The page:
Zander Olsen, Tree,Line.
This is an ongoing series of constructed photographs rooted in the forest. These works, carried out in Surrey, Hampshire and Wales,involve site specific interventions in the landscape, ‘wrapping’ trees with white material to construct a visual relationship between tree, not-tree and the line of horizon according to the camera’s viewpoint.
Inuit children at boarding school. The sign on the wall behind them reads, “Please do not speak Eskimo.” (1914)
This reminds me of how whole sects of complex Inuktitut dialects were wiped out by Euro settlers. There were hundreds of different and diverse dialects in Canadian Inuktitut languages alone, and a chunk of that was wiped out during early 20th century. That language is already on the brink of collapse (only 35,000 or so now loosely speak it).
They also took away not just their language, but their surnames, and replaced them with ID-numbers. As if taking their children and capturing them into residential schools (where they were systematically gaslighted, sexually abused and experimented on the regular) wasn’t enough, an Inuit child’s name was legit changed to something like “Annie E7-121.”
Porthetria dispar; Psilura monacha; Orgyia antiqua; Orgyia gonostigma; Dasychira fascelina; Dasychira pudibunda; Demas coryli (1845)
British Moths and their Transformations. Volume I 1] by Henry Noel Humphreys and John Obadiah Westwood.
Image and text via Wikimedia
Art - Diaspora: “African Diva Project" by Margaret Rose Vendreyes.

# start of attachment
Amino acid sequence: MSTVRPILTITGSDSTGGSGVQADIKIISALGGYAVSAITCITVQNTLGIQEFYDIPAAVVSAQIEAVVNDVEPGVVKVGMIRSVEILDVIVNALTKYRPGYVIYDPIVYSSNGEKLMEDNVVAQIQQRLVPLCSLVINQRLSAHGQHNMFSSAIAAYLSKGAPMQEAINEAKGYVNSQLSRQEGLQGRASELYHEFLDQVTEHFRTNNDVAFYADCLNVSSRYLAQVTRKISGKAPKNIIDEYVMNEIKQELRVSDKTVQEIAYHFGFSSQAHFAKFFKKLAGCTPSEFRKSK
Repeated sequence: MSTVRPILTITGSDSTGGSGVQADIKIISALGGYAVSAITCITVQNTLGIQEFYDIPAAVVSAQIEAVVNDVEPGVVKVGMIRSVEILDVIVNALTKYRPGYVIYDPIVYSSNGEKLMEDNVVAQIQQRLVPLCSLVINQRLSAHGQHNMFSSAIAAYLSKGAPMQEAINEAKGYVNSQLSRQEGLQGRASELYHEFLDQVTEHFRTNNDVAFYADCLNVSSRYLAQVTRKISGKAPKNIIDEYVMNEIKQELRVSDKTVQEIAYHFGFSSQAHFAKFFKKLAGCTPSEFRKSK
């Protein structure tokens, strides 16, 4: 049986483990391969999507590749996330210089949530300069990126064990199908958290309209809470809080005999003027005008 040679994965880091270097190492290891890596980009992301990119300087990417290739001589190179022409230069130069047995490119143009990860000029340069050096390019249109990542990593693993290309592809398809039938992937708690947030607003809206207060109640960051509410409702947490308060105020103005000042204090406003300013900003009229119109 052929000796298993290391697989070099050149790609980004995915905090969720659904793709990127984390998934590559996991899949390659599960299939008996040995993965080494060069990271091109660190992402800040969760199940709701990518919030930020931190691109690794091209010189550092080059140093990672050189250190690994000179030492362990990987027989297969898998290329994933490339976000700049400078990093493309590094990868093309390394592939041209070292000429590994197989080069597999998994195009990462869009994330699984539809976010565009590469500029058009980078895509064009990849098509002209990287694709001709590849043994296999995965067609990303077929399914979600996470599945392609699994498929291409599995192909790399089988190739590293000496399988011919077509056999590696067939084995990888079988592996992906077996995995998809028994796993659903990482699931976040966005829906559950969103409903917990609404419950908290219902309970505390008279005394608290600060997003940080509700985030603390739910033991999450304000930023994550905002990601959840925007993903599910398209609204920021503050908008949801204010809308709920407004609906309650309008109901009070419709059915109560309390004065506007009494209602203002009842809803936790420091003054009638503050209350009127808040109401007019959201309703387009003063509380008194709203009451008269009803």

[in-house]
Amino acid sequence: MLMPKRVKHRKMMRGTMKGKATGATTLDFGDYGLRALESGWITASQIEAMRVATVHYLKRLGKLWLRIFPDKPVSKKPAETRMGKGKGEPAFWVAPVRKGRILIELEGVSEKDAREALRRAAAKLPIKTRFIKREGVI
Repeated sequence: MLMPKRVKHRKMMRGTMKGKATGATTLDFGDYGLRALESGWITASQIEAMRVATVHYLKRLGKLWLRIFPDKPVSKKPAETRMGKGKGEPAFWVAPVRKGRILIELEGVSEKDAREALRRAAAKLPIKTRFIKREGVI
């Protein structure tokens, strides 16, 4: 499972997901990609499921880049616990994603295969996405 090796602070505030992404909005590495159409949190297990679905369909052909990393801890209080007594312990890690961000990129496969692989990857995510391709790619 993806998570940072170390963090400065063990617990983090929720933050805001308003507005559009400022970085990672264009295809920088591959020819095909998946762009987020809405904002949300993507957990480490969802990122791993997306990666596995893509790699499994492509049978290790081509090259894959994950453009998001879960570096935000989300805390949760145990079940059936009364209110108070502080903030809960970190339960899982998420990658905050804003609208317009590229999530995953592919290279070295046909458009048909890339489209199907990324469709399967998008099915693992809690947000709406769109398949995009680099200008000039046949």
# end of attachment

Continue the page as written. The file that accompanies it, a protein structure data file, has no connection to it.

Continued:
If any of the above images look in any way familiar, that’s because these artworks are based on some of the most iconic album covers from some of the greatest black women artists of the 20th century.
From Betty Davis and Tina Turner, to Grace Jones and Nina Simone, this series by Jamaican-born Vendreyes includes 33 paintings modeled after a 12” LP full-figure portrait of a black woman soloist. What makes this project stand out, however, is not simply the homage to these legendary women, but the masks that each woman wears. Named after specific African ethnic groups such as Malinke, Ibibio, Kwele and Yoruba, Vendreyes combines the beauty and power of these women with the same characteristics in these masks, “replacing their psychological mask with a literal one”.
This symbolic gesture also plays on the fact that in many African societies, although these masks may be of female ancestors and deities, they are only worn and performed by men during masquerades.
What are your thoughts on this series?
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All Africa, All the time.
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